Another thread addresses the Englishness of the words. My question is different and a lot more convoluted: I hope I can make it plain and simple.
I. There are straightforward nouns of action and agency with roots in English verbs: procrastinator, loafer, snoozer. And other nouns that arise from augmented (let's say) forms of the verb. 'Commentator' is one such word: there's no verb 'commentate.' 1
'Orientation' meaning 'guidance' or 'adjustment' ("student-orientation week") is another, though hugely more vexed because there actually is a verb 'orientate' meaning to face eastward (both transitively and intrans). But I convolute.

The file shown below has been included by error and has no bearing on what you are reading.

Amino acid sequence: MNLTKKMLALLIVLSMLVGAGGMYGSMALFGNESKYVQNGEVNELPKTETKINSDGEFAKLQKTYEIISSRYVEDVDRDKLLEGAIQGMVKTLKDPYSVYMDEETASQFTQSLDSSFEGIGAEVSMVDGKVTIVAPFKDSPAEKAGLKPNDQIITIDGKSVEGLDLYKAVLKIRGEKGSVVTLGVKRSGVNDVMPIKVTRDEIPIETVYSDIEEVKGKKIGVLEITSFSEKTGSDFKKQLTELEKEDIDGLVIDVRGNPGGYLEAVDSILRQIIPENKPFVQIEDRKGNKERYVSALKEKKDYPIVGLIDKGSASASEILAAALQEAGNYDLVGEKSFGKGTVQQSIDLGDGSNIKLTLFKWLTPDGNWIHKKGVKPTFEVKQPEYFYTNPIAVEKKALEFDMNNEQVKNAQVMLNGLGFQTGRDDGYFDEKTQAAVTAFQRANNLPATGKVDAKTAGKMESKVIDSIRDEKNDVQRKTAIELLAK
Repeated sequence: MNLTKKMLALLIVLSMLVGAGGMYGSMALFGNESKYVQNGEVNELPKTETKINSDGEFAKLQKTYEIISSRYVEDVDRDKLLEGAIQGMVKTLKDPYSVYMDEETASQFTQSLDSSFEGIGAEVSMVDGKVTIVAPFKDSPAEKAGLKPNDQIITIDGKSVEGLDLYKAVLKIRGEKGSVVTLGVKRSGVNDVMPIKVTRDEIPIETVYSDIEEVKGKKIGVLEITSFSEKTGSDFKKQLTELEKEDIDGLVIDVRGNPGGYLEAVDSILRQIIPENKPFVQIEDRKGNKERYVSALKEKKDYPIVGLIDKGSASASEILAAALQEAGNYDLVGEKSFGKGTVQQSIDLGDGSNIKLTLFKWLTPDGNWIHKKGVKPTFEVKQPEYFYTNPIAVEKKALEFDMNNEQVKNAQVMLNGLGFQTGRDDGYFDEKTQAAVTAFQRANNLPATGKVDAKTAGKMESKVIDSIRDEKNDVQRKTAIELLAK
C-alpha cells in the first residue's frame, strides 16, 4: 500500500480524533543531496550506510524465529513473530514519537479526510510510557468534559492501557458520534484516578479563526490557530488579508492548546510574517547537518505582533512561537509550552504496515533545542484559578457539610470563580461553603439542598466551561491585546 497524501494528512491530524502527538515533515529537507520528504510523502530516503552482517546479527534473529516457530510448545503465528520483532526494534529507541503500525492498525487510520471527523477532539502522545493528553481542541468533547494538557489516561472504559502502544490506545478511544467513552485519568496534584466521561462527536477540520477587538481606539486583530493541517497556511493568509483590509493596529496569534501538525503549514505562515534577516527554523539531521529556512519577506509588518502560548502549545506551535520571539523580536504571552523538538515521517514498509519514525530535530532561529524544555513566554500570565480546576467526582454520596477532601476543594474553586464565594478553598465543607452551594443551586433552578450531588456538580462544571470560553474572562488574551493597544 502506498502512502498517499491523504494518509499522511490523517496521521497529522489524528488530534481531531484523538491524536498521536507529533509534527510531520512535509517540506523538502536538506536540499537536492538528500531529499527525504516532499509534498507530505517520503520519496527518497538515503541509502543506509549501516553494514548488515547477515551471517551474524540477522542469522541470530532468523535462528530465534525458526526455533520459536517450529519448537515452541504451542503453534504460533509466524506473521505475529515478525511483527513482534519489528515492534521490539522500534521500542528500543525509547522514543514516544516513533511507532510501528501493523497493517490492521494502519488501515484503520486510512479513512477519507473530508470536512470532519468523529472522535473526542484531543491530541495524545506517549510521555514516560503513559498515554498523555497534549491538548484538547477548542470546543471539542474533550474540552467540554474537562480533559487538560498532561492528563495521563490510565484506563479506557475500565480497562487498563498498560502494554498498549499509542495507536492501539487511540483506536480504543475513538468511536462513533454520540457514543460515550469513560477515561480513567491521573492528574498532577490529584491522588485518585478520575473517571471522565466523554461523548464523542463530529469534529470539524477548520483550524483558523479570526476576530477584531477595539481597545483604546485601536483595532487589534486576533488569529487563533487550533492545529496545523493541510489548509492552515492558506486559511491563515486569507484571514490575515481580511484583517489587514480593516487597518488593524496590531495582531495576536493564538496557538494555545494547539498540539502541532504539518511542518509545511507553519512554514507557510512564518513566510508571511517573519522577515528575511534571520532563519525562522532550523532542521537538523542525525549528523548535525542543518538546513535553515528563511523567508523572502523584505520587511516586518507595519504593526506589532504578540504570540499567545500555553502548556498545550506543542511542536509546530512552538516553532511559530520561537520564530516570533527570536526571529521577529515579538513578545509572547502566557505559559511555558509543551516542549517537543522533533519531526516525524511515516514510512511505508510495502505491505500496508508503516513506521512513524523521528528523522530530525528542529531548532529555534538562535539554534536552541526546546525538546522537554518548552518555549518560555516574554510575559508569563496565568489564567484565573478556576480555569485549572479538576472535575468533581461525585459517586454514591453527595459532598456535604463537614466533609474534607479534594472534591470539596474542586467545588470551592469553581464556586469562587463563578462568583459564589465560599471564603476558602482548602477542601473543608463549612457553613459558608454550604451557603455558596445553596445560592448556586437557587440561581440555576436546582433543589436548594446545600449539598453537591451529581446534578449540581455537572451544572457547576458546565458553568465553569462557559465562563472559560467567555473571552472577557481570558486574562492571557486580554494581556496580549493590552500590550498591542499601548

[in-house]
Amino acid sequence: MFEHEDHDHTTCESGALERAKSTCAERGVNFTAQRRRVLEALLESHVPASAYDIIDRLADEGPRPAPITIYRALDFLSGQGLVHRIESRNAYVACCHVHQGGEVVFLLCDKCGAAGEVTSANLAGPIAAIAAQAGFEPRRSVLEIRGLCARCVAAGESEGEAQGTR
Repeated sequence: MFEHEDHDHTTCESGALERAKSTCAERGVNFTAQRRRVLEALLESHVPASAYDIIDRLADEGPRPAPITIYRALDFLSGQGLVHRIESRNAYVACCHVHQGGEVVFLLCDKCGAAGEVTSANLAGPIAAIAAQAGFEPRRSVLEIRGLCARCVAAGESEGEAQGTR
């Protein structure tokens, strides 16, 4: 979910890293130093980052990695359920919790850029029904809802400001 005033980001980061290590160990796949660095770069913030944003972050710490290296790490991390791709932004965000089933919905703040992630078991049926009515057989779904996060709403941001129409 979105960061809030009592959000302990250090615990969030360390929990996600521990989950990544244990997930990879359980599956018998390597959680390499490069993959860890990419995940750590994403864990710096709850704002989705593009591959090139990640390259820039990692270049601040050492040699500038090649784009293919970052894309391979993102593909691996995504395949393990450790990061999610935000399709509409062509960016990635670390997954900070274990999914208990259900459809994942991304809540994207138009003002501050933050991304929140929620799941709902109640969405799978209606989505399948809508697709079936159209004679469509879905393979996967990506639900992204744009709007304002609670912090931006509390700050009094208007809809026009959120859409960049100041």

II. Not long ago, we had a thread about meter and foot in prose: iambic, trochaic, and who knows what else that I've forgotten since college. Arguably, as speakers and writers, we seem unconsciously to choose the iambic (say) over boring spondaic. As listeners, we perhaps naturally find the iambic most pleasant and (umm...) euphonious.
III. Finally, the question. Let's suppose that we do in truth prefer rhythm that we can grab, that we can lean on and stand on.
Do we then invent and manufacture made-up verbs just so as to give us corresponding made-up nouns that feel better to speak and write? That sound better to our ears? 'Commentator' sounds a lot better than 'commenter'. 'Orientator' is somehow easier to say than 'orienter'.
Not to go all Chomskian on y'all, but is there an impulsive, inborn, irresistible way to speak?
A natural way of locution? 2
1 Not by our lights, anyway. Right? Right?
2 Or am I merely dredging up fragments of Aristotle from dim recall?